Letter to my newly 19-year-old self

Caitlin Brown

Dear Caitlin,

You just turned 19, and you weren’t particularly excited about it.

That’s a big deal for you. You were always the kid who couldn’t sleep for weeks at a time because your birthday was coming up. But believe me — you didn’t lose any sleep over this one.

For you, turning 19 means any doubts you had about shopping in the juniors’ section are definitely erased. Nineteen means finally feeling legitimately old enough to read Glamour magazine while waiting to get your haircut — and it also means paying for the visit yourself because your mother doesn’t offer to take you anymore.

Turning 19 means talking about what birthday cake you want and smiling because you realize you’ve been asking for the same one since you were 4 — chocolate cake with chocolate icing. Nineteen means knowing you shouldn’t have eaten that much, but taking another piece anyway.

Nineteen generally isn’t a big milestone in a person’s life. Yes, it’s your last year to enjoy being a teenager, but by now you’ve known teen-dom for six years.

There are a number of different reasons why you weren’t very excited this year. Your level of responsibility is always increasing. This may just be a busy time of year; maybe there are other things on your mind. Or maybe your focus is just shifting — away from yourself so much. Yes, your birthday is one of the few days in your life you can call purely your own, but maybe you don’t feel the need to do that anymore.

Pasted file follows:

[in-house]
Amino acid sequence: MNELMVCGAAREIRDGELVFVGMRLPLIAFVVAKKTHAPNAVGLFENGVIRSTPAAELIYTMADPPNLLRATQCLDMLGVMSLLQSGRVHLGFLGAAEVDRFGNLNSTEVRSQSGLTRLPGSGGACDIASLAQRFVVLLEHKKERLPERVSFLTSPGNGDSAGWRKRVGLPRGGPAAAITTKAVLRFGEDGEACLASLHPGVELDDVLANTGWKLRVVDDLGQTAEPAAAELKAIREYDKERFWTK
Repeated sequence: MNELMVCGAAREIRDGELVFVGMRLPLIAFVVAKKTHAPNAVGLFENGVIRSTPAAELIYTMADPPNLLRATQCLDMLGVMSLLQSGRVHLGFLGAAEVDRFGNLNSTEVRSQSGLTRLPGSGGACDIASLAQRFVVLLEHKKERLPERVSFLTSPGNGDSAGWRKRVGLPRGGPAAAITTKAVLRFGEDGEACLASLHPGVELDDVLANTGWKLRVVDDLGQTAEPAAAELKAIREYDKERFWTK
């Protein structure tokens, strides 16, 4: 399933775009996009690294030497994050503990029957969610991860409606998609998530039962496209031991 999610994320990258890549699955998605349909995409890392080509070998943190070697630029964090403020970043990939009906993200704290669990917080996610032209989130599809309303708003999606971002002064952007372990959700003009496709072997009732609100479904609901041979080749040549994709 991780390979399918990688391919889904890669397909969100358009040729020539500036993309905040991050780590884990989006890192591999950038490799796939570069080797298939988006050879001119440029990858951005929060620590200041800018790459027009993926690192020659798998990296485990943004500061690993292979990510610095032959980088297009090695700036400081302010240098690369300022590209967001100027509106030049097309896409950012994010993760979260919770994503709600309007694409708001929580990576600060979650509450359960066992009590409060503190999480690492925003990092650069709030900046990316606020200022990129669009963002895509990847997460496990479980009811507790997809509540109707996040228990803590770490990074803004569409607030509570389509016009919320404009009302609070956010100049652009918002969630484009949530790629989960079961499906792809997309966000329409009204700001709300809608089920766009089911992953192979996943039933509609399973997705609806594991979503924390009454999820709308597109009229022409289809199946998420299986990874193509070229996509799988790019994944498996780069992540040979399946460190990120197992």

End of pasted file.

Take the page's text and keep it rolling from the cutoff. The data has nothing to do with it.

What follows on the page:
When people call the house, they don’t ask for you — it’s always for one of your younger brothers or one of your parents. When you went to the school musical that your brother was in recently, you realized that you didn’t know everyone in the play. “Have I been gone that long?” you asked yourself. Maybe these things are strange and unusual, but they’re becoming your new norm.

Turning 19 means letting go and being OK with it. It means knowing your relative unimportance in the grand scheme of things, but still having enough young faith to build a solid identity. It’s OK to still swing your legs when you’re sitting on a picnic table. It’s OK to leave your muddy shoes in the hallway. It’s OK to ask questions, to make up answers, to all at once feel like you’re finally figuring it out, and to feel like you still have so far to go. It’s OK to not feel as excited as you have been about your birthday — you’re not who you used to be, and that’s fine.

You’re growing up, one chocolate birthday cake at a time, and that’s all that matters.



Caitlin Brown is a freshman nursing major and a columnist for the Daily Kent Stater. Contact her at [email protected].